Stock markets and sterling take UK Budget statement in their stride

The UK's benchmark stock index was approximately 0.1 per cent higher immediately after the announcement

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London's FTSE 100 inched marginally higher while the pound continued to trade close to a seven-week low against the dollar on Wednesday, showing only a muted reaction to Chancellor Philip Hammond’s Budget statement, in which he raised economic forecasts but warned that there was “no room for complacency”.

The UK’s benchmark stock index was approximately 0.1 per cent higher immediately after the statement, while the pound was around 0.2 per cent weaker at $1.2164, having already been close to a seven-week low earlier in the day.

The FTSE retreated from its gains closing 0.6 per cent lower, while the pound was still trading below $1.22 at market closing time.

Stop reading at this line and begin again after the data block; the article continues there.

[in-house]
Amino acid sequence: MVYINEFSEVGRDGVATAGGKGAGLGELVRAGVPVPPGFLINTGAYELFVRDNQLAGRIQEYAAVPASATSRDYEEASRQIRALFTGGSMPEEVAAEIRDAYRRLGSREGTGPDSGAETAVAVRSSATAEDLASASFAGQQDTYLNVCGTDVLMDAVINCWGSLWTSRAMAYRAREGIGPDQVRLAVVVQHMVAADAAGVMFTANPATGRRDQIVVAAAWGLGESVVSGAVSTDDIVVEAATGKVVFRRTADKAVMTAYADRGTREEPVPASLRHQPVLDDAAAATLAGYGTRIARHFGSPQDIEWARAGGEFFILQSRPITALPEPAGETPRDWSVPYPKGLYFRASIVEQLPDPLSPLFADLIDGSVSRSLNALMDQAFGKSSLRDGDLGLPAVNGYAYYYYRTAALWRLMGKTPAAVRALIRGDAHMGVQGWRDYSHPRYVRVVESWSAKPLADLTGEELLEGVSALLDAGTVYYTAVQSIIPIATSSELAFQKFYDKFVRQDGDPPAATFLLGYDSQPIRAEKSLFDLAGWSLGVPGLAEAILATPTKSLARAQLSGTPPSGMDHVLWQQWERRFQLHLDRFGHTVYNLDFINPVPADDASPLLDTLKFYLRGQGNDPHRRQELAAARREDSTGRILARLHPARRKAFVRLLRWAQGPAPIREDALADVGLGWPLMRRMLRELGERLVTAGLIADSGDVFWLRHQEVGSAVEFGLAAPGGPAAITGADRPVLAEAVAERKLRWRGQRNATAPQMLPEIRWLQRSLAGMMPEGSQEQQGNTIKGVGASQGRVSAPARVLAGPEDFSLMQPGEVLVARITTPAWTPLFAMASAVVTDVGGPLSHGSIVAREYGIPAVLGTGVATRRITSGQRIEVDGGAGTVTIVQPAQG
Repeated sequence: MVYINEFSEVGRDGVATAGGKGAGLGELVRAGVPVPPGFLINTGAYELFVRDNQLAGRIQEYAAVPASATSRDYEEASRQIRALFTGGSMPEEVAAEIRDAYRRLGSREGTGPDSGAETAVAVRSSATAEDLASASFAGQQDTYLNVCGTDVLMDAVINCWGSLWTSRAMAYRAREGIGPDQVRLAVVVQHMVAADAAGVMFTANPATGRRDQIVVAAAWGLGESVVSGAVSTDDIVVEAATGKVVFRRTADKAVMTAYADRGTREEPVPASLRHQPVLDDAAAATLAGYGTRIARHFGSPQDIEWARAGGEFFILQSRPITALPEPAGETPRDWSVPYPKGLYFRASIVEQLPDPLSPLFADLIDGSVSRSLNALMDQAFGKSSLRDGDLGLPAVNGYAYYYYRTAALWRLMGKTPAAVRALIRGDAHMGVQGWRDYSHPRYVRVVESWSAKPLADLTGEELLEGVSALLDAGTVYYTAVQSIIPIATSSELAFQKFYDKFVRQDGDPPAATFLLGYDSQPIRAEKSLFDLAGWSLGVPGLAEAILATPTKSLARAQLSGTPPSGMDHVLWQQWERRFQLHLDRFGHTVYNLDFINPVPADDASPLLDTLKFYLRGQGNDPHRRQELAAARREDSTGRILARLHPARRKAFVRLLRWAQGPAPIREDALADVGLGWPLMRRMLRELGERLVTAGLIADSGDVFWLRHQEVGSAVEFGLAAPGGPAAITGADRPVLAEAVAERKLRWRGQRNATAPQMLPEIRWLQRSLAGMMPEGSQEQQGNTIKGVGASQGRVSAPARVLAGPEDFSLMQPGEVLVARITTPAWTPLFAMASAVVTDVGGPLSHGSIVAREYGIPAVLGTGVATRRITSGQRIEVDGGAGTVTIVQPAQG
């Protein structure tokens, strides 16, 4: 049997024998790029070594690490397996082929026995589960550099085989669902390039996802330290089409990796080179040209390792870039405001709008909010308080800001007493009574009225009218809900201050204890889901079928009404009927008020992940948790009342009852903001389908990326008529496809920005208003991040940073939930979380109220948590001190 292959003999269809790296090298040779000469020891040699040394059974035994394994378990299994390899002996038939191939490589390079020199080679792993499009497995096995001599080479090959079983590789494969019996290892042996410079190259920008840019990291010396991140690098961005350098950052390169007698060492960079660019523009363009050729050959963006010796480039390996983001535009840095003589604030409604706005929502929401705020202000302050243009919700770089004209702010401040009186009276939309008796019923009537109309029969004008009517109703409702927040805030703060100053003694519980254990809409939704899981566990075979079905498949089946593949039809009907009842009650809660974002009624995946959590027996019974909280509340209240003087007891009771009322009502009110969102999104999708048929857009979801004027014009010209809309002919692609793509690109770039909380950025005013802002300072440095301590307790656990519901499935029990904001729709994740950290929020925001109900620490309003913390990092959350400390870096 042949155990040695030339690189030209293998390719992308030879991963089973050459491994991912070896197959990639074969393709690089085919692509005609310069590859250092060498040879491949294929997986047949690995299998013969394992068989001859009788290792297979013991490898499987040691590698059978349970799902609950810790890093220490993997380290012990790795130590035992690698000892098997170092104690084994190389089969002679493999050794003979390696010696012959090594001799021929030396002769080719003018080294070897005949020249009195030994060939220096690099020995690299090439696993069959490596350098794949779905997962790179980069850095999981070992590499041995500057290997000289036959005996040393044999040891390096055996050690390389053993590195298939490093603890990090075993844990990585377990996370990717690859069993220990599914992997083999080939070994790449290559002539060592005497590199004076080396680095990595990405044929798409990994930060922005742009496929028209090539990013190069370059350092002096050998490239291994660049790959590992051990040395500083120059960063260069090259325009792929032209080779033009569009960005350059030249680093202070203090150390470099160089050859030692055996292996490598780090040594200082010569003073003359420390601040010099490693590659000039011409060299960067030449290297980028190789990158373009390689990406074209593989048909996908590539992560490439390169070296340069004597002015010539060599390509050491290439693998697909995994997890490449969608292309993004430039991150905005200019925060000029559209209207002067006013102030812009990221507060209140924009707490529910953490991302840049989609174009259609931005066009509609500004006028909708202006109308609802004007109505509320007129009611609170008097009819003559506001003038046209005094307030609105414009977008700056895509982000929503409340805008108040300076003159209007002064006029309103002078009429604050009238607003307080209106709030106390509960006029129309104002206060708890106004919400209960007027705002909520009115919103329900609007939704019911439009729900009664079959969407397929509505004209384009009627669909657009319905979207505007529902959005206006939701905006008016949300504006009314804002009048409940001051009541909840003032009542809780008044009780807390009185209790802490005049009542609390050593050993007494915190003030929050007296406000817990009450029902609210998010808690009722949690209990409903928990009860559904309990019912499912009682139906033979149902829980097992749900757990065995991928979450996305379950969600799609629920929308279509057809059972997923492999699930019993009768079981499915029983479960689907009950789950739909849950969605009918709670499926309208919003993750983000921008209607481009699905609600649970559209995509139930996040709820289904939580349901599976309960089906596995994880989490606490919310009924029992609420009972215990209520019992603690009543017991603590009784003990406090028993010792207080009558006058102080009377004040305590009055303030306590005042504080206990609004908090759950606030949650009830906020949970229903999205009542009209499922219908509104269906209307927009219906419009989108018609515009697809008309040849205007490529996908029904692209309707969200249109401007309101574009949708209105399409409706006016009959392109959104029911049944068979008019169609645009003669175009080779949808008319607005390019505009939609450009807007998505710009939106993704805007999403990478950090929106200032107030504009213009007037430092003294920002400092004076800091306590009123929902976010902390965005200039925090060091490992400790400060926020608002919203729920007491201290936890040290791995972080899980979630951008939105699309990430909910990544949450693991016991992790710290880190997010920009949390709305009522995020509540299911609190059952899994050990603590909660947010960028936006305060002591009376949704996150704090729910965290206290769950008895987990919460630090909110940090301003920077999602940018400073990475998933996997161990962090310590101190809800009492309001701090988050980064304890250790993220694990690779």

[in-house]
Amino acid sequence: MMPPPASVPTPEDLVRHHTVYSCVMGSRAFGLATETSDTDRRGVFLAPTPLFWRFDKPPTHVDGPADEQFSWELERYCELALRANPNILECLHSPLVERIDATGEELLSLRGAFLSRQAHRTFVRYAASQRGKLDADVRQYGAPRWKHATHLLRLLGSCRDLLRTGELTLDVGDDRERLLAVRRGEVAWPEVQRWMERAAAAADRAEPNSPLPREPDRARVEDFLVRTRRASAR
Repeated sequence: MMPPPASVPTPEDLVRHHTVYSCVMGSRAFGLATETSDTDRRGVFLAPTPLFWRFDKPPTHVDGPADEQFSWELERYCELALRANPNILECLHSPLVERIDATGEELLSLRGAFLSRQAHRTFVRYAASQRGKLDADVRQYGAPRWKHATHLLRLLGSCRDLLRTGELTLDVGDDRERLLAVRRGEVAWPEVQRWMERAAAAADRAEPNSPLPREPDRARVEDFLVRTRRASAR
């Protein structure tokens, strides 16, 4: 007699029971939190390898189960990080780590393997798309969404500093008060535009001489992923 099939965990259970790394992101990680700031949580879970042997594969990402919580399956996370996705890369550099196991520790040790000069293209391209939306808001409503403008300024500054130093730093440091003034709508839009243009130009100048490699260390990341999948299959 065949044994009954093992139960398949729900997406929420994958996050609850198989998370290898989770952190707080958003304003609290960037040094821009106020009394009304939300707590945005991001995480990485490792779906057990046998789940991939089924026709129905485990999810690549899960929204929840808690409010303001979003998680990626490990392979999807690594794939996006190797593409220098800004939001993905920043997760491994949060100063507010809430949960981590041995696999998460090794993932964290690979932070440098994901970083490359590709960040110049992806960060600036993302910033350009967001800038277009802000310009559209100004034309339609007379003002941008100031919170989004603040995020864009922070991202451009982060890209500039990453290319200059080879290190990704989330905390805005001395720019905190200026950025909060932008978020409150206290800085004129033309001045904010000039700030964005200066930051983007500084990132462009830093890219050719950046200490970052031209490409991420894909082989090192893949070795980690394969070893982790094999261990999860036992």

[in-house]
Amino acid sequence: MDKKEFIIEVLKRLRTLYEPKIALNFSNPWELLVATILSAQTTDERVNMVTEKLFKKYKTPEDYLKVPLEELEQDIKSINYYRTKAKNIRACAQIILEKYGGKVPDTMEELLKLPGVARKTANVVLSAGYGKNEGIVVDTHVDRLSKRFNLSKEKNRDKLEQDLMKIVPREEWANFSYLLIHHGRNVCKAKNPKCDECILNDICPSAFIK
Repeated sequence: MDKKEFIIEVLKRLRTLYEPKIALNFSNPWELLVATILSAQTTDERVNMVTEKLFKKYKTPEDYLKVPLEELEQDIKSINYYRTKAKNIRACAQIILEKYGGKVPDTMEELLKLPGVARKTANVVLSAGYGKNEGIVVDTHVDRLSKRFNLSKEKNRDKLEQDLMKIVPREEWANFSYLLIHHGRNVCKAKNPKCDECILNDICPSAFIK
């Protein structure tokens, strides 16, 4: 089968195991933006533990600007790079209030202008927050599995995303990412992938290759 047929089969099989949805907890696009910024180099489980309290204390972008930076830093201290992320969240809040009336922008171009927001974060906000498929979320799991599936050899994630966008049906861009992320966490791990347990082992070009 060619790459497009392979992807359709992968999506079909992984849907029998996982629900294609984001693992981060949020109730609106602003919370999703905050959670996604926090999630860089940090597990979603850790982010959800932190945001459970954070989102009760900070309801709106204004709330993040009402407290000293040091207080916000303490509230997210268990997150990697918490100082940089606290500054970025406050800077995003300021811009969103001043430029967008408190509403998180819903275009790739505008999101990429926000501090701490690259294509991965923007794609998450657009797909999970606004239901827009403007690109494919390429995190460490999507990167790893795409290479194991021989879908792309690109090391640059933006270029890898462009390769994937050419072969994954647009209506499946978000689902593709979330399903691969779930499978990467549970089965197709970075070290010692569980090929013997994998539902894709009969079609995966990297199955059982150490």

Mr Hammond told MPs that Britain’s economy would grow faster than previously expected in the next financial year – by 2 per cent, up from 1.4 per cent. But he also said the independent Office for Budget Responsibility (OBR) now expects lower growth in 2018-19 (1.6 per cent), in 2019-20 (1.7 per cent) and in 2020-21 (1.9 per cent).

Those forecasts appeared not to faze stock and currency investors though.

Neil Wilson, an analyst at ETX Capital, called the Budget statement “drab” and said that markets were “taking it in their stride”.

“This was a udget pretty low on content as far as investors are concerned,” he said, describing it as “a dry run for the new autumn set piece when [Mr Hammond] will know a lot more about what the Brexit landscape looks like”.

Ahead of the Budget, economists and strategists had already predicted that the statement was unlikely to have a major impact on markets due to being “fiscally neutral”.

UK markets have endured a turbulent ride since last June's Brexit vote and although the pound has stabilised somewhat from a massive slump at the end of 2016, it remains volatile with some economists forecasting that it could still slip further once Brexit negotiations commence.